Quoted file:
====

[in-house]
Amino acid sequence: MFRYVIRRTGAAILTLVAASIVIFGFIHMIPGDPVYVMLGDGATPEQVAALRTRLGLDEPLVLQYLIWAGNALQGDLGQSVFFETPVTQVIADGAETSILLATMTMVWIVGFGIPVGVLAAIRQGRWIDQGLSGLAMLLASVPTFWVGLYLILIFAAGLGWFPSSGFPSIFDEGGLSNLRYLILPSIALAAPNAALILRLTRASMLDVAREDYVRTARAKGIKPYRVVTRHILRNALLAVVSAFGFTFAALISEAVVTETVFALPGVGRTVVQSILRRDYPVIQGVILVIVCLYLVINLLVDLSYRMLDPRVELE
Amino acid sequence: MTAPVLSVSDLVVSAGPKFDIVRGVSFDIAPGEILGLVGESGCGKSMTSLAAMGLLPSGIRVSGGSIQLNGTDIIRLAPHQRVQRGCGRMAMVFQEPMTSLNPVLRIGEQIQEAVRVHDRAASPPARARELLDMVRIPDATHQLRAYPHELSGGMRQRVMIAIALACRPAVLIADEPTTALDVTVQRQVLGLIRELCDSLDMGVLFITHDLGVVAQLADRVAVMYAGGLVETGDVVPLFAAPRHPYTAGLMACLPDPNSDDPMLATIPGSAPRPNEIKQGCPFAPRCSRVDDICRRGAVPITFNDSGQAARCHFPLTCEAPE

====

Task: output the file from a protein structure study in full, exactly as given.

[in-house]
Amino acid sequence: MFRYVIRRTGAAILTLVAASIVIFGFIHMIPGDPVYVMLGDGATPEQVAALRTRLGLDEPLVLQYLIWAGNALQGDLGQSVFFETPVTQVIADGAETSILLATMTMVWIVGFGIPVGVLAAIRQGRWIDQGLSGLAMLLASVPTFWVGLYLILIFAAGLGWFPSSGFPSIFDEGGLSNLRYLILPSIALAAPNAALILRLTRASMLDVAREDYVRTARAKGIKPYRVVTRHILRNALLAVVSAFGFTFAALISEAVVTETVFALPGVGRTVVQSILRRDYPVIQGVILVIVCLYLVINLLVDLSYRMLDPRVELE
Amino acid sequence: MTAPVLSVSDLVVSAGPKFDIVRGVSFDIAPGEILGLVGESGCGKSMTSLAAMGLLPSGIRVSGGSIQLNGTDIIRLAPHQRVQRGCGRMAMVFQEPMTSLNPVLRIGEQIQEAVRVHDRAASPPARARELLDMVRIPDATHQLRAYPHELSGGMRQRVMIAIALACRPAVLIADEPTTALDVTVQRQVLGLIRELCDSLDMGVLFITHDLGVVAQLADRVAVMYAGGLVETGDVVPLFAAPRHPYTAGLMACLPDPNSDDPMLATIPGSAPRPNEIKQGCPFAPRCSRVDDICRRGAVPITFNDSGQAARCHFPLTCEAPE